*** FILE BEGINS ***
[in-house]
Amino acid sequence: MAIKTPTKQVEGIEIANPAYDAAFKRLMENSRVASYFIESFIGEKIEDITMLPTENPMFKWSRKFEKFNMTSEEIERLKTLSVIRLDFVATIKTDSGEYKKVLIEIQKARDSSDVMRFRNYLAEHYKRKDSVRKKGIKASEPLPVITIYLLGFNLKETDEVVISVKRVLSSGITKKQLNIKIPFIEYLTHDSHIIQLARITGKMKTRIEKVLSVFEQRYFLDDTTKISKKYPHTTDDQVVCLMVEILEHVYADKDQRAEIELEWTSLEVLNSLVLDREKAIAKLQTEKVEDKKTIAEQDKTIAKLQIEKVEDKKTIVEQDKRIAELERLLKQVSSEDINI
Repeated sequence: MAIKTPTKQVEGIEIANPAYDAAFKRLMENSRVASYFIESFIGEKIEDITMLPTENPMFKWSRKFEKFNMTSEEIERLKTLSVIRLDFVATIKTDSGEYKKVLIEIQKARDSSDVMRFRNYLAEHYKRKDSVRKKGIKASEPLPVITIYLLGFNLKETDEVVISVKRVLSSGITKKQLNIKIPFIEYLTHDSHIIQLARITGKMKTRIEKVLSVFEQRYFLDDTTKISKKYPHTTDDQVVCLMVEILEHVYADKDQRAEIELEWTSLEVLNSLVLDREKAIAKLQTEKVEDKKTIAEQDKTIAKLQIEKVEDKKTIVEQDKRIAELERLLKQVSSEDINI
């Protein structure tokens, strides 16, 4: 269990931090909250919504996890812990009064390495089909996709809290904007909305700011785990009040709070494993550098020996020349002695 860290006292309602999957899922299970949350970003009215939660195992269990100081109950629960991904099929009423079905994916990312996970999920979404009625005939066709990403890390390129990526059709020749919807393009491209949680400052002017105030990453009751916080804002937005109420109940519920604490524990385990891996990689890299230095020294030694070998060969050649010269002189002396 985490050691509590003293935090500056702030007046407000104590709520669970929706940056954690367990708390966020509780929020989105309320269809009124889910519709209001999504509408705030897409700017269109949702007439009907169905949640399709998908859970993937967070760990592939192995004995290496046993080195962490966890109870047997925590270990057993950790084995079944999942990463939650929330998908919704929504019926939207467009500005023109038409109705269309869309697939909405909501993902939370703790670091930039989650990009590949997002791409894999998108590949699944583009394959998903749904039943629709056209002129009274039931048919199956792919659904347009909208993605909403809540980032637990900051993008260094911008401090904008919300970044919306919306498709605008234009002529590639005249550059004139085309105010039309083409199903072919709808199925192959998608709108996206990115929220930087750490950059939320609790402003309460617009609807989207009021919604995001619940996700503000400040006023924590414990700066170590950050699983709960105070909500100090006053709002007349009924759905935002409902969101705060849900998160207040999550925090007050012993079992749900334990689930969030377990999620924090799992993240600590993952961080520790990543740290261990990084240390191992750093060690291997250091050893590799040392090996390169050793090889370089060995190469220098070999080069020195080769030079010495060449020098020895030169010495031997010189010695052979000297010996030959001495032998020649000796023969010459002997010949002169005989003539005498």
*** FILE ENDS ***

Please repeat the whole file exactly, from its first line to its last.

[in-house]
Amino acid sequence: MAIKTPTKQVEGIEIANPAYDAAFKRLMENSRVASYFIESFIGEKIEDITMLPTENPMFKWSRKFEKFNMTSEEIERLKTLSVIRLDFVATIKTDSGEYKKVLIEIQKARDSSDVMRFRNYLAEHYKRKDSVRKKGIKASEPLPVITIYLLGFNLKETDEVVISVKRVLSSGITKKQLNIKIPFIEYLTHDSHIIQLARITGKMKTRIEKVLSVFEQRYFLDDTTKISKKYPHTTDDQVVCLMVEILEHVYADKDQRAEIELEWTSLEVLNSLVLDREKAIAKLQTEKVEDKKTIAEQDKTIAKLQIEKVEDKKTIVEQDKRIAELERLLKQVSSEDINI
Repeated sequence: MAIKTPTKQVEGIEIANPAYDAAFKRLMENSRVASYFIESFIGEKIEDITMLPTENPMFKWSRKFEKFNMTSEEIERLKTLSVIRLDFVATIKTDSGEYKKVLIEIQKARDSSDVMRFRNYLAEHYKRKDSVRKKGIKASEPLPVITIYLLGFNLKETDEVVISVKRVLSSGITKKQLNIKIPFIEYLTHDSHIIQLARITGKMKTRIEKVLSVFEQRYFLDDTTKISKKYPHTTDDQVVCLMVEILEHVYADKDQRAEIELEWTSLEVLNSLVLDREKAIAKLQTEKVEDKKTIAEQDKTIAKLQIEKVEDKKTIVEQDKRIAELERLLKQVSSEDINI
């Protein structure tokens, strides 16, 4: 269990931090909250919504996890812990009064390495089909996709809290904007909305700011785990009040709070494993550098020996020349002695 860290006292309602999957899922299970949350970003009215939660195992269990100081109950629960991904099929009423079905994916990312996970999920979404009625005939066709990403890390390129990526059709020749919807393009491209949680400052002017105030990453009751916080804002937005109420109940519920604490524990385990891996990689890299230095020294030694070998060969050649010269002189002396 985490050691509590003293935090500056702030007046407000104590709520669970929706940056954690367990708390966020509780929020989105309320269809009124889910519709209001999504509408705030897409700017269109949702007439009907169905949640399709998908859970993937967070760990592939192995004995290496046993080195962490966890109870047997925590270990057993950790084995079944999942990463939650929330998908919704929504019926939207467009500005023109038409109705269309869309697939909405909501993902939370703790670091930039989650990009590949997002791409894999998108590949699944583009394959998903749904039943629709056209002129009274039931048919199956792919659904347009909208993605909403809540980032637990900051993008260094911008401090904008919300970044919306919306498709605008234009002529590639005249550059004139085309105010039309083409199903072919709808199925192959998608709108996206990115929220930087750490950059939320609790402003309460617009609807989207009021919604995001619940996700503000400040006023924590414990700066170590950050699983709960105070909500100090006053709002007349009924759905935002409902969101705060849900998160207040999550925090007050012993079992749900334990689930969030377990999620924090799992993240600590993952961080520790990543740290261990990084240390191992750093060690291997250091050893590799040392090996390169050793090889370089060995190469220098070999080069020195080769030079010495060449020098020895030169010495031997010189010695052979000297010996030959001495032998020649000796023969010459002997010949002169005989003539005498």